On the Struggle for Indigenous Self-Determination in the Republic of Artsakh

On the Struggle for Indigenous Self-Determination in the Republic of Artsakh

Los Angeles Review of Books

An essay on the Indigenous Armenian struggle for self-governance in Artsakh/Nagorno-Karabakh.

An Armenian translation of the essay by Astghik Atabekyan is available here.

From the essay:

Fabulations and geopolitical fictions swirl around accounts of the crisis in Artsakh/Nagorno-Karabakh. In a breathtaking redaction of the historical record, media narratives stage a scene of military offensives unfolding between equally-matched belligerents over territory populated by Armenians but claimed by Azerbaijan. Each time these scenes appear, they flatten the reality of Armenian liberation efforts into a tale of “territorial dispute” in West Asia. No accounting of the war can be possible without recognition of a determinative fact. The Indigenous Armenian peoples who live in the autonomous Republic of Artsakh are now engaged in a struggle for self-determination.

Bombarded by cluster munitions, suicide drone strikes, and untold human rights violations, Artsakh’s people defend their right to live and govern themselves on ancestral lands populated by Armenians since antiquity. To characterize the scenario otherwise is not to commit a semantic error. It is to falsely authorize Azerbaijan’s claim to stolen Indigenous territory, and to enable its Turkish ally’s neo-Ottoman genocidal gambit.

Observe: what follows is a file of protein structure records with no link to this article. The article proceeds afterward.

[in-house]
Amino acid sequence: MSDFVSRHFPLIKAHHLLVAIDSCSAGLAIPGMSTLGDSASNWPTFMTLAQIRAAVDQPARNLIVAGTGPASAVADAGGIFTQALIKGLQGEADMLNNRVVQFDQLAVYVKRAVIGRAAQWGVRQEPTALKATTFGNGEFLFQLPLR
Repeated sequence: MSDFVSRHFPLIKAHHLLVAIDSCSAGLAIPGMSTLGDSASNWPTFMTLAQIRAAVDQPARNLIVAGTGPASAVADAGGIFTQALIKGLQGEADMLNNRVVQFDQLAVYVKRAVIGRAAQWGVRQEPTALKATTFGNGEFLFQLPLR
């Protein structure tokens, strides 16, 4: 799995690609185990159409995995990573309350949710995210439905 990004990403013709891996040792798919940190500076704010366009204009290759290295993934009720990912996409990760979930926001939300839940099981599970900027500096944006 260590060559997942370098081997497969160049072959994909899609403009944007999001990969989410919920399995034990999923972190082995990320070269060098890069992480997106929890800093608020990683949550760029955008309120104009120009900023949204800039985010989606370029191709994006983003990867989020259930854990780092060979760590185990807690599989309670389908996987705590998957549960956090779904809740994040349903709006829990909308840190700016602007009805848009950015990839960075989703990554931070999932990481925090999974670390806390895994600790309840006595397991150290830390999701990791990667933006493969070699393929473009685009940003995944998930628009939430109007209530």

Nonetheless, media narratives in the west proceed apace with uncorroborated, chimerical fictions — fictions concocted by autocratic powers to legitimize the seizure and settlement of Indigenous Armenian land. They display what Tamar Shirinian calls an insidiously “dispassionate objectivity” that elides the truth of the situation: there are “agents of violence and dispossession” here. Such fictions are, themselves, agents of violence and of dispossession. They include the uncritical use of the name “Nagorno-Karabakh,” a cartographic invention of Josef Stalin conjured in service of the Soviet Union’s colonial regime.

Artsakh was stolen land gifted to Azerbaijan by Stalin during the region’s Sovietization. Its population was over 90% Armenian when Stalin absorbed the territory into the Soviet’s colonial cartographies in 1921 and dispossessed its people of the right to self-governance. A policy of Azerbaijani settlement was pursued in an express effort to “dilute the Armenian majority” and fortify a settler-colonial campaign through Indigenous erasure.

Today, settler-colonial logic suffuses the statements issued by Azerbaijan and Turkey’s autocratic rulers. After launching a highly choreographed offensive against Artsakh, Azerbaijani president — noted petro-oligarch and kleptocrat Ilham Aliyev — gave a televised address. He boasted, “This is the end….We are chasing them like dogs.” Perhaps most pointedly: “Nagorno-Karabakh is our land.”

Image on Index Page: Detail from photograph by Roubina Margossian / EVN Report. Images at right: Visuals by Kamee Abrahamian / text by Mashinka Firunts Hakopian.